Average annual full coverage premium
|Age||Before speeding ticket||After speeding ticket||% increase|
*Premiums are average annual full coverage premiums
The good news is that even if drivers have a speeding ticket on their record, there are steps they can take to reduce rates and regain good standing with a car insurance company.
How to lower your car insurance after a speeding ticket in Illinois
While the financial impact of an Illinois speeding ticket can be initially shocking, there are several ways that drivers can lower car insurance rates after receiving a speeding ticket. By researching providers, taking advantage of available discounts and considering coverage adjustments, drivers with a speeding ticket may be able to bring down the total cost of their premium to a more affordable level.
Get quotes from other car insurance companies
One of the best things drivers can do after receiving a speeding ticket is to begin researching rates from other providers in the region. Their existing carrier may not be the most affordable option. The table below illustrates how much the most popular carriers in Illinois typically charge policyholders after they receive a speeding ticket:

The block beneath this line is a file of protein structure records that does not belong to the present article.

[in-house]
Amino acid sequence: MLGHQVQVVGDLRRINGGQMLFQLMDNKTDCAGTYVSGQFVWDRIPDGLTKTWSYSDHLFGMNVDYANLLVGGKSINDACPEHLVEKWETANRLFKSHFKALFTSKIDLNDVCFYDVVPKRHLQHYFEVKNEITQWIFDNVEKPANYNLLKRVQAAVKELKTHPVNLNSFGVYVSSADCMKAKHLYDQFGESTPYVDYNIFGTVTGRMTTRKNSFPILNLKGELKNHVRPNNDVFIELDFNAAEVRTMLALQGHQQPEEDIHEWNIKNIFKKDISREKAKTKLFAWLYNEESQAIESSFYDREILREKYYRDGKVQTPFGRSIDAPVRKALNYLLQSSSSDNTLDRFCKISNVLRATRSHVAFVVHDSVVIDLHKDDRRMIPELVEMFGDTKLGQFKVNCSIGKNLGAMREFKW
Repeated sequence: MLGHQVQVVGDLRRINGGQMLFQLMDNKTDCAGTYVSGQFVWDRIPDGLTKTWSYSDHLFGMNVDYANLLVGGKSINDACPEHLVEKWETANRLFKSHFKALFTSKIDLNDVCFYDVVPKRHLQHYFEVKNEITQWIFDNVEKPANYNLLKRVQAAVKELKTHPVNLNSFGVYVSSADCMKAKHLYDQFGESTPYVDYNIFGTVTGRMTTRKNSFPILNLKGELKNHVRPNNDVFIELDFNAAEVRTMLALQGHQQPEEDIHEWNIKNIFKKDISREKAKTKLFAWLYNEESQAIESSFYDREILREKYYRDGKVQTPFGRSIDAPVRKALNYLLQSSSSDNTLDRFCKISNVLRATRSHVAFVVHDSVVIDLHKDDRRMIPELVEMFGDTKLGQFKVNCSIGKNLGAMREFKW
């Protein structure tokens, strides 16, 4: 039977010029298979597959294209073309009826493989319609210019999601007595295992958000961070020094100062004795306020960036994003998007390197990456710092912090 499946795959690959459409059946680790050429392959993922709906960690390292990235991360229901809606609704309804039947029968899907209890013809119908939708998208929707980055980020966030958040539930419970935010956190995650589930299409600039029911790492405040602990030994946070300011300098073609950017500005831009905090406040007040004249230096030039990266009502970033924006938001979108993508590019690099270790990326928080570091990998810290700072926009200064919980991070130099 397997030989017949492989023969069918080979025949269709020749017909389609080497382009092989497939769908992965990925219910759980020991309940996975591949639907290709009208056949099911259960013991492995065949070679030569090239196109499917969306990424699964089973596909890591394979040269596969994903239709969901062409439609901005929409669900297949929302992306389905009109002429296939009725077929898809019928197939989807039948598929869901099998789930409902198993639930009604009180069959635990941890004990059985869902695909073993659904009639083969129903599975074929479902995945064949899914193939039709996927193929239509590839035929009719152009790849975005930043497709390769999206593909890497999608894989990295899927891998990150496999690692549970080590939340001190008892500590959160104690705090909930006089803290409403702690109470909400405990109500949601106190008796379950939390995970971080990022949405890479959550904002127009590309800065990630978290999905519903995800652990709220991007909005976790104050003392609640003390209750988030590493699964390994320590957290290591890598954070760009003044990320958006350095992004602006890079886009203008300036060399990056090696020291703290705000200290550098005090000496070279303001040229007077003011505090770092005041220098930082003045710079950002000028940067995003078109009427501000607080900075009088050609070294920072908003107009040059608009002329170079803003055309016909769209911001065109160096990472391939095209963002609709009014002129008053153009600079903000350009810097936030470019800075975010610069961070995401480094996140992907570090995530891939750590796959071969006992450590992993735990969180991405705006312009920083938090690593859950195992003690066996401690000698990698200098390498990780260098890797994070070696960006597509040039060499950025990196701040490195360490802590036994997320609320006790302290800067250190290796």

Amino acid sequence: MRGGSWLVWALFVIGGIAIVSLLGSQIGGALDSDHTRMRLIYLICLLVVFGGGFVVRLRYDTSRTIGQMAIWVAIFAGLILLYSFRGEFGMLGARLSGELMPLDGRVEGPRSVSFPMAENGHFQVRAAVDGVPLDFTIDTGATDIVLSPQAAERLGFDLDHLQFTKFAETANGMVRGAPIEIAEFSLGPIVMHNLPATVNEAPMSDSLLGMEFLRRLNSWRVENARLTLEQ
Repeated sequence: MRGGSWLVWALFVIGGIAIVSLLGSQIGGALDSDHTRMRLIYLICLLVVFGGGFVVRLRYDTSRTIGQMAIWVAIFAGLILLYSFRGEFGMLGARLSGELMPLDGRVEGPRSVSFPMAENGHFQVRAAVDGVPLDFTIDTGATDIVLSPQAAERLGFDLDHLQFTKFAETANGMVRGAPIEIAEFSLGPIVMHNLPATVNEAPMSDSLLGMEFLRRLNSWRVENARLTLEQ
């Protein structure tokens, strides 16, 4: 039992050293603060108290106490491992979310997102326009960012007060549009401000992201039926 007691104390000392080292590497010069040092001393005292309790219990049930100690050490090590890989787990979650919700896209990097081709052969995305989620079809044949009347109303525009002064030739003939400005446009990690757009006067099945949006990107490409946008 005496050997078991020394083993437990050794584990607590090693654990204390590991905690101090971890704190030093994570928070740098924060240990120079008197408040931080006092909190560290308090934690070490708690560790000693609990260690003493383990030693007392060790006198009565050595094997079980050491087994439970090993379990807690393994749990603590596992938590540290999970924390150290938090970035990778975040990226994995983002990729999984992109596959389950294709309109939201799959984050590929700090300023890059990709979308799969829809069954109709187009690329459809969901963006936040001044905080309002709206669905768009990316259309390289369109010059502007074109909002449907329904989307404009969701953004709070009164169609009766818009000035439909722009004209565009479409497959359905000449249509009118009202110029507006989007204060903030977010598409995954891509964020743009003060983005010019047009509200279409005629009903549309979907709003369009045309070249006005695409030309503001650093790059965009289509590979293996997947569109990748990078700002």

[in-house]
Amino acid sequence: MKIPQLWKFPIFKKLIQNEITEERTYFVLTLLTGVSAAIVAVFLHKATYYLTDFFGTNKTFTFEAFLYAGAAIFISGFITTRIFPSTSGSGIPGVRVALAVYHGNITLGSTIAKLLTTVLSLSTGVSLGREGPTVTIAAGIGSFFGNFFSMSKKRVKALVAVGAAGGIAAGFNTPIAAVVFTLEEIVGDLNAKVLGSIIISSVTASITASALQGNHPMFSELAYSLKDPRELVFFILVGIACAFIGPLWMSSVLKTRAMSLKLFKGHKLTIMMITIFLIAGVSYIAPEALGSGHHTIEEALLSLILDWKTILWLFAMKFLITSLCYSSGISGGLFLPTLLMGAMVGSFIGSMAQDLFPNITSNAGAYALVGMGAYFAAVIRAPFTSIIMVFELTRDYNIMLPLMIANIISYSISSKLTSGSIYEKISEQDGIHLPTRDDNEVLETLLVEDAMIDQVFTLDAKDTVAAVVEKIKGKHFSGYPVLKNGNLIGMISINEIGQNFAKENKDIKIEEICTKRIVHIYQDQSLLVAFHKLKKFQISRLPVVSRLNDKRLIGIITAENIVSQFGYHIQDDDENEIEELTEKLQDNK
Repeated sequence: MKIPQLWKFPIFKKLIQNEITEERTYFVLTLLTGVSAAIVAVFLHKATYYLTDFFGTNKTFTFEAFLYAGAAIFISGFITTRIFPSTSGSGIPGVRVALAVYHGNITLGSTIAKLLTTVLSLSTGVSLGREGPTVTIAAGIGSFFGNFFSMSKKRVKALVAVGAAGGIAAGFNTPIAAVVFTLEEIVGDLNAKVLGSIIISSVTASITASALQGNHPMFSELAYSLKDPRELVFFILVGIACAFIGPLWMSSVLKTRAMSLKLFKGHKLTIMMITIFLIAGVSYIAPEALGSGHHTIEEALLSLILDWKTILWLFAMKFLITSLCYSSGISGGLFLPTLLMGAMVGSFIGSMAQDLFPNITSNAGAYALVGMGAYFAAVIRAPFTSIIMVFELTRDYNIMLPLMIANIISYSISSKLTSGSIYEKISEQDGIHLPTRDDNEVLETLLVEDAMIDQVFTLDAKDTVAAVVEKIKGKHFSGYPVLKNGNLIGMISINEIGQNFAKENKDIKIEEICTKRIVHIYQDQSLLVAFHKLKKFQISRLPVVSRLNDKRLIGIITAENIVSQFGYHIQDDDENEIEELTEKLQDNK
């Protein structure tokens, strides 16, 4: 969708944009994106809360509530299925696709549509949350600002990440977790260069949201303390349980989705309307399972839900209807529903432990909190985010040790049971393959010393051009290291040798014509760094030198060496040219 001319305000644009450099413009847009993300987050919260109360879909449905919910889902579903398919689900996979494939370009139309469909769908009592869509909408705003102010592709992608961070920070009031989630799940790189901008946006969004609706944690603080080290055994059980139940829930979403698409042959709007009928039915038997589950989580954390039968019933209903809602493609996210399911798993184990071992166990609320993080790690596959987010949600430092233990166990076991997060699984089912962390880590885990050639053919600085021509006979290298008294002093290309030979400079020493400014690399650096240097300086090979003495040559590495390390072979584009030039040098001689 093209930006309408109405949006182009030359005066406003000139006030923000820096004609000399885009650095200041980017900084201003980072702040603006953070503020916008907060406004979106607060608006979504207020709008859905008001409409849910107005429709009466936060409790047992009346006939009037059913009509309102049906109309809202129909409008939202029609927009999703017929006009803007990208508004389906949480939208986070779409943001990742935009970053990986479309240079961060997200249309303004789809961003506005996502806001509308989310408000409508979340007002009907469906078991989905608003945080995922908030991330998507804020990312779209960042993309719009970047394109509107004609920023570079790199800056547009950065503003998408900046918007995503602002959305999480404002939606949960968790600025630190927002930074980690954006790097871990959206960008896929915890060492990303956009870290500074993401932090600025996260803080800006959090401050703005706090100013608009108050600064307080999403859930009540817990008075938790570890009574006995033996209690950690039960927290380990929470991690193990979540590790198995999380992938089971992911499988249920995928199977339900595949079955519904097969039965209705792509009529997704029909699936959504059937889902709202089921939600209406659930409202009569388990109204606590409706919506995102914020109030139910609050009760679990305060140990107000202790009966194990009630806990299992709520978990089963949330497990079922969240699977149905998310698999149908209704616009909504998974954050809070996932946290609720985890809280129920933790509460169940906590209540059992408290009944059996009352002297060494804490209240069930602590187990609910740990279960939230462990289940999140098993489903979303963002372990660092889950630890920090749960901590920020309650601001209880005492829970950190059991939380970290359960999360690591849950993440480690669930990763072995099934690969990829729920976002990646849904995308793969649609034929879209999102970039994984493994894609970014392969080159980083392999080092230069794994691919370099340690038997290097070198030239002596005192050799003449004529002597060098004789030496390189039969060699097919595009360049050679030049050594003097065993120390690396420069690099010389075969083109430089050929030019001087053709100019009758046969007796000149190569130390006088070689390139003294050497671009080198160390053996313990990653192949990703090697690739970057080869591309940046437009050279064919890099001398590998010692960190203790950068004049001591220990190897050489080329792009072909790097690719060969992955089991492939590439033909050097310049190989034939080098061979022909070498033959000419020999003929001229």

Average annual full coverage premium by company
|Car insurance company||Before speeding ticket||After speeding ticket||% increase|
*Premiums are average annual full coverage premiums for 40-year-olds
In addition to the total cost of your auto insurance policy, there may be additional advantages to seeking out an alternate provider. For instance, another provider may have better coverage options, available discounts or more favorable customer service reviews than your existing carrier. Be sure to weigh your options carefully before making a final decision.
Take advantage of available discounts
Just because you have a speeding ticket on your record doesn’t mean you’re ineligible to take advantage of available discounts through your insurance carrier. Many insurance providers offer a broad range of discounts that aren’t based on your driving record, including:
- Membership discounts: If you belong to certain groups or organizations or work for a certain employer, you may be eligible for a discount through your provider. For instance, if you are in the military, Geico offers up to 15% off some types of car insurance coverage.
- Driver’s education discounts: To demonstrate to your insurance carrier that you are making improvements to your driving behaviors, you may be able to take a qualifying driver’s education course to receive a discount on your policy.